“But the day came when you found me on the grass on the grave of your parents. And you took me home and cared for me. And I started to grow and became a great bull, with big, sharp horns. And when I had grown so big that I could manage to take the life of the troll, we set off. And now you see how things have gone. Now you should stick the brass and the silver and then gold leaves in the buttonhole on your tunic, and we shall go in to my sister’s castle.” You can imagine how overjoyed she was, now that the enchantment was broken, and now that her brother had returned home.

The prince gave the boy his sister for his wife, as well as half of the land, and half of the brass and the silver and the golden forests. They lived happily for a long time. And if they are not dead, then yet they live.

AT 511A
Location: Beiarn in Nordland
Informant: Arne Øynes
Collector: Erling Vegusdal Eriksen
Date: 1953?

Thursday, 5 May 2022

The Cat with a Silver Chain on its Tail

There was once a woman who had three daughters. Now, one day they needed to churn some butter, and so the eldest daughter had to go to the well for some water to keep the butter cool. There she saw a cat with a silver chain on its tail, and she ran after the cat. The cat went in through an iron gate, into a giant’s farm.

When she didn’t return, her mother sent her second daughter on her way. She too saw the cat with the silver chain on its tail, and ran after it through the iron gate, into the giant’s farm.

Then the mother sent her youngest daughter on her way, and things went the same way with her.

All three daughters were now on the giant’s farm.

The giant wanted the youngest for his wife, and she had to take care of things and run around, preparing for the wedding.

He put the two elder daughters in an iron cage, to be fattened up. There they were allowed to eat all manner of good food they could wish for, so they would grow good and fat. They had both sugar and rusks.

After a fortnight had passed the giant wanted to see if they had grown fat, and he had them poke a finger out through the bars of the cage, so he could cut into it and see how fat they were. The sisters poked out a bone instead, which was so hard that they obviously weren’t fat enough, and they were therefore left in the cage for another fortnight.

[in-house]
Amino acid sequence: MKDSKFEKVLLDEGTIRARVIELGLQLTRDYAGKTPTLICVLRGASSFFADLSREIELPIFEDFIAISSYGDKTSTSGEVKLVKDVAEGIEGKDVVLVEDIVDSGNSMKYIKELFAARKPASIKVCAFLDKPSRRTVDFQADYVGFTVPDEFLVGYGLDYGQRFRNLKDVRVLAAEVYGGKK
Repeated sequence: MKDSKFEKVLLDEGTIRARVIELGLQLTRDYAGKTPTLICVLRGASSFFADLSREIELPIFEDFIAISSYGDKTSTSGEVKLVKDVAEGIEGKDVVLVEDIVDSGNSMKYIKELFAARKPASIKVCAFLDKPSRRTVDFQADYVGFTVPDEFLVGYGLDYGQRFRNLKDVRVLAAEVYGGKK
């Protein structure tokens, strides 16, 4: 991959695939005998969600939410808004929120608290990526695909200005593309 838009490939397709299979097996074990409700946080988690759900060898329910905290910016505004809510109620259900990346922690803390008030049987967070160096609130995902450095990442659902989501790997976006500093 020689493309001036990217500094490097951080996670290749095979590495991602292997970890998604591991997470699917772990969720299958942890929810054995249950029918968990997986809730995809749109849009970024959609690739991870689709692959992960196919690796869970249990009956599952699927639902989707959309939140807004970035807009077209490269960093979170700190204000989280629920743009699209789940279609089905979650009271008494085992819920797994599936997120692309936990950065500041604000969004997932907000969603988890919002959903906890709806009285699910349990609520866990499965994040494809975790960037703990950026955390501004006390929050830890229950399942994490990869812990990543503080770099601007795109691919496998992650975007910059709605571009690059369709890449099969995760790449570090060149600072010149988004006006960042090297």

After this time had passed the giant returned, and they poked out a bit of rusk. Obviously they weren’t fat enough yet, either.

After another fortnight had passed, the giant came, wanting to cut their finger. This time they poked out a piece of turnip. Now they were fat enough!

He decided thathis wedding would now be quite soon, and so he went out to visit all the other giants, to invite them to his wedding. Meanwhile, the youngest daughter was to be left behind on the giant’s farm, taking care of things until his guests arrived.

Then she said to the giant:

“There is so much old wool and loose hair around here; can I not have a sack to pack it in, and carry it home to my mother?”

Well, of course she could have one, if she promised to return.

Of course she would.

So she took her eldest sister, put her down in the sack, packed wool and loose hair all around her and carried her home.

The next day, the giant went out again with invitations to his wedding.

And then the youngest daughter said:

“There’s still so much mess and rubbish here. May I carry a sack of it home to my mother?”

Of course she might do so, if only she promised to return.

Then the giant left.

So she took her middle sister, put her down in the sack, then stuffed wool and fluff around her, just as before, and carried her home.

On the third day, the giant left to invite the last of his guests. But before he went he brought her as many fine clothes and silver clothes and gold clothes and rings as he wanted her to put on before his guests arrived.

When he had gone, she took the wood-chopping block and put it in the middle of the floor. She dressed it in all the wedding clothes the giant had given her, which she was supposed to wear.